Zimbabweans too hesitant to voice out
Moto Republik heald a Twimbos on transition hosting BrandsEye in an attempt to portray the behaviour of Zimbabweans on the cyberspace or internet from the November 2017 coup, the transition and up to the 2018 election period at an event held at Moto Republik in Harare on 28 June 2018.
By Rumbidzai Nyabako
BrandsEye is an opinion mining company. It is mainly interested in continuously seeking, gathering and storing mentions that help in determining the accuracy of sentiments of masses in a given area.
This company employs a crowd that goes around using the data that would have been sent to them and this crowd helps in analyzing the data and give human insight so that they promote accuracy in the sentiments made.
The main speaker on this event, Liska Kloppers gave a highlight that in their first piece of research conducted in mid-2017 and it assessed the most influential authors in Zimbabwe on social media. She pointed out that their initial enquiry was based on a dataset of 288 652 social media posts from 70 789 authors between 1 May to 31 July 2017.
The methodology they mainly use is by utilizing the unsolicited social media posts that are made publicly available on social media platforms such as Twitter. In comparison to the traditional polling surveys and focus group discussions, the gauge of social media platforms proves to be more accurate as it provides an immediate public response to unfolding political events Kloppers added.
Kloppers went to give an analysis of key authors during the coup and transition of political power. These authors include Fadzayi Mahere, Trevor Ncube, David Coltart and these had the highest engagement throughout this period. David Coltart the former Minister of Education was seen to be supportive of the solidarity march and the impeachment although he cautioned on military intervention and he later became critical of the new Zanu-PF leadership.
However, Kloppers highlighted that not all authors were against the development despite the fact that negative sentiments were passed by the most of the influential authors towards the leading political party. On the sentiments towards military takeover, Kloppers pointed out that BrandsEye measured public sentiments towards the coup, military intervention and the police. Their research showed that the public was grateful to the army and for not being violent and most citizens proved to be confused and some viewed the move as corrupt but they were more positive than negative towards the situation.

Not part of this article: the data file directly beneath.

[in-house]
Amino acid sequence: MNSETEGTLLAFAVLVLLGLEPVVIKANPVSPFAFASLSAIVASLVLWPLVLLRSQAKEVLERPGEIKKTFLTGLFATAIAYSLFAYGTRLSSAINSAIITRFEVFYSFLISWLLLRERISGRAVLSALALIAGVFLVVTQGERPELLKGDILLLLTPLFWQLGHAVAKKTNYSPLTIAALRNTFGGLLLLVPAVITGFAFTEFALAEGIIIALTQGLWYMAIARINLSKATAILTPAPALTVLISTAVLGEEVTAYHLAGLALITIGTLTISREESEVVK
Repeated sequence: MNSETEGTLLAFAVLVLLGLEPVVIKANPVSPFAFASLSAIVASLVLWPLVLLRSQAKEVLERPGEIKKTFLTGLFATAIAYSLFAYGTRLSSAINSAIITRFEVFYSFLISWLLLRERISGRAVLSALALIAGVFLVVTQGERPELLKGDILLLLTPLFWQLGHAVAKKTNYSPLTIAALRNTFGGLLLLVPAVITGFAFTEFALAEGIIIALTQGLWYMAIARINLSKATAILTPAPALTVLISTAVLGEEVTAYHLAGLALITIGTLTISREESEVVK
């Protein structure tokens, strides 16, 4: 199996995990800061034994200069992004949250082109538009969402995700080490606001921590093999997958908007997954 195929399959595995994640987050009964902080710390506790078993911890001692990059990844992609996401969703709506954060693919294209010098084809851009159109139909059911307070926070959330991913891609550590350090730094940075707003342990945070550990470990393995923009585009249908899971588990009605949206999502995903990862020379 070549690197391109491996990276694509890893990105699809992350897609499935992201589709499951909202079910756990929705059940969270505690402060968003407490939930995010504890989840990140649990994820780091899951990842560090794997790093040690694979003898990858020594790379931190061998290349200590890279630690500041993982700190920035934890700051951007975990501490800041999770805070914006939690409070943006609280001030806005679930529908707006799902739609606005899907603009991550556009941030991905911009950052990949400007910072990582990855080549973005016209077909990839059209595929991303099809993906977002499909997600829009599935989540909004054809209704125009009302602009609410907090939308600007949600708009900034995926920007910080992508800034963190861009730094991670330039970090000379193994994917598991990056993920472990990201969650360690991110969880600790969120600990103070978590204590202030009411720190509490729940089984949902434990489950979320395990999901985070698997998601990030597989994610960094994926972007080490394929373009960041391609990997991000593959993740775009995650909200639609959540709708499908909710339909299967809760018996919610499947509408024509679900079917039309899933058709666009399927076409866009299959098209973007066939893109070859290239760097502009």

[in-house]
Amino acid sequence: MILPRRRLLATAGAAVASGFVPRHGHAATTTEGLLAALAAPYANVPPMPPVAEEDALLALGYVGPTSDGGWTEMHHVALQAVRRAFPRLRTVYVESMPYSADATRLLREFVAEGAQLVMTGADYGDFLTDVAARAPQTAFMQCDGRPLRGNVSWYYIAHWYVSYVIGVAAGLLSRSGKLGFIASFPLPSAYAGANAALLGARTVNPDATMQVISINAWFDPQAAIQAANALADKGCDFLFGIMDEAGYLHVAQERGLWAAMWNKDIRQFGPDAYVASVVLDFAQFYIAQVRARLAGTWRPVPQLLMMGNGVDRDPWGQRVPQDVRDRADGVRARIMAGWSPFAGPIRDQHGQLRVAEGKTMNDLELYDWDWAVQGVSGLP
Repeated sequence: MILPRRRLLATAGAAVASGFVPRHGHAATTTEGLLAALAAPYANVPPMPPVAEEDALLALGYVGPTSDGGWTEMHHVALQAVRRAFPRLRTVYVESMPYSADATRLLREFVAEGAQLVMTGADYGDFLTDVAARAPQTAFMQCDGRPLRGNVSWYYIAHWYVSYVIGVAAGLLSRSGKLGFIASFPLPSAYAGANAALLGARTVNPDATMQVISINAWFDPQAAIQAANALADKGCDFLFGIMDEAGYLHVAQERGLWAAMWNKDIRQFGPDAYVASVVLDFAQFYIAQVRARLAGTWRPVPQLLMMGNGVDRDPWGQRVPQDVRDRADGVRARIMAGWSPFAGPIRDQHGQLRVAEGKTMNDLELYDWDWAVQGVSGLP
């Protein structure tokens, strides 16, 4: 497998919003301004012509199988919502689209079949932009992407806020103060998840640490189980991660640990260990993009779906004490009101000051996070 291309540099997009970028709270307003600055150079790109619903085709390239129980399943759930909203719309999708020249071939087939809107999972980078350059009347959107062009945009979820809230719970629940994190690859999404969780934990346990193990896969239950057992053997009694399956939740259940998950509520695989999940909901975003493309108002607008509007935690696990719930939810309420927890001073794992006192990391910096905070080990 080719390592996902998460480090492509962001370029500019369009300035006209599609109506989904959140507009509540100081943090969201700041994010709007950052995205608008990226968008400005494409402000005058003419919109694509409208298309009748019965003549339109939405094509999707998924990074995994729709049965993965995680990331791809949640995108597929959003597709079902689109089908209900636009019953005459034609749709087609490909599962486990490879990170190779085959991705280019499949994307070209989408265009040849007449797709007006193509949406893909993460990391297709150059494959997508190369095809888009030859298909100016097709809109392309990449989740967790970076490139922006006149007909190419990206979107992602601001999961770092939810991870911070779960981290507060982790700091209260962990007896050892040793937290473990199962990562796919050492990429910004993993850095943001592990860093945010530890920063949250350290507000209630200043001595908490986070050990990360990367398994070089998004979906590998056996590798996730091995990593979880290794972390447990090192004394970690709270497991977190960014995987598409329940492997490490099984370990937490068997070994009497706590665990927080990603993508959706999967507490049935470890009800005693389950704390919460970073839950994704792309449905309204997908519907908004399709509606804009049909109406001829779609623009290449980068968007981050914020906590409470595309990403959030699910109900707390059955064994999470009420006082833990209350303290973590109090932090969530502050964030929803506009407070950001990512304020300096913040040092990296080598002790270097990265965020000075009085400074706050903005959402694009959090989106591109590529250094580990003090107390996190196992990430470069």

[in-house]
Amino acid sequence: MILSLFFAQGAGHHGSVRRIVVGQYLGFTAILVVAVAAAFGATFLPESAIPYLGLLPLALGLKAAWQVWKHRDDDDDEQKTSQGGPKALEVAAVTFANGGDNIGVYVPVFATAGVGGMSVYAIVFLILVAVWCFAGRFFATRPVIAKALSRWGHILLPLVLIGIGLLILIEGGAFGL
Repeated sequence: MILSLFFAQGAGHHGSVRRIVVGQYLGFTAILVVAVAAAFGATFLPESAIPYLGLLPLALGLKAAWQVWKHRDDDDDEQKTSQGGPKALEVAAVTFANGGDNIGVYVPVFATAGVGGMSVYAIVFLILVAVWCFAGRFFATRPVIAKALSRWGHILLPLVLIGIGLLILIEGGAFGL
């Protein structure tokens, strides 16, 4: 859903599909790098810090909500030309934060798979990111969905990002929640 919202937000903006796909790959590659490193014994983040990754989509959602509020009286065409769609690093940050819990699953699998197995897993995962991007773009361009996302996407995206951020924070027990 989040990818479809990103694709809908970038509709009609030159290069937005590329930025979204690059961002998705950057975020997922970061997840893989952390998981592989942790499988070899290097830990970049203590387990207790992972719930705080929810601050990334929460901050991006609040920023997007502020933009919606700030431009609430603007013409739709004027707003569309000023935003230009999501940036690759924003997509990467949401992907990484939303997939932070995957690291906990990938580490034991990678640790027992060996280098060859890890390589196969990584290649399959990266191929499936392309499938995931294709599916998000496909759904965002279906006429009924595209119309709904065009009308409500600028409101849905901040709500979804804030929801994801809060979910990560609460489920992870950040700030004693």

On the basis of 2018 elections, Kloppers showed that Zimbabweans mostly urged each other to register and vote. They also voiced concern about the practicalities of the voting process such as requirements to register to vote. The most recent observation showed that a sense of hope as declined in regards to the possibility of achieving free and fair elections. Some sentiments show that people are not sure if ZANU PF is voted it could be ready to step down peacefully and the fact that military control could undermine the chance of free and fair elections.
However, Kloppers acknowledged the fact that not only Zimbabweans were talking about these developments even internationally many countries on the globe are largely concerned.
The crowd that attended asked a couple of questions but most highlighted that most Zimbabweans are not free to express their views on social media because they are scared of publicly declaring who they support. Instead of expressing their views they reshare other people’s posts. Although most people have the impression that people rant and express their feelings on social media it is not likely the case.
In the closing remarks, Kloppers mentioned Civic Society Organizations are not as free as people may observe. One point to note is that once one person says a remark in support of one party and not in favour of the other it is automatically concluded that the person is being sponsored by outside forces. Kloppers pointed out that is why CSOs cannot be used as sample representatives as they are limited but as an individual, one can be free to say more freely and one panellist noted that there is freedom of speech but freedom after the speech is not guaranteed in the political arena of Zimbabwe.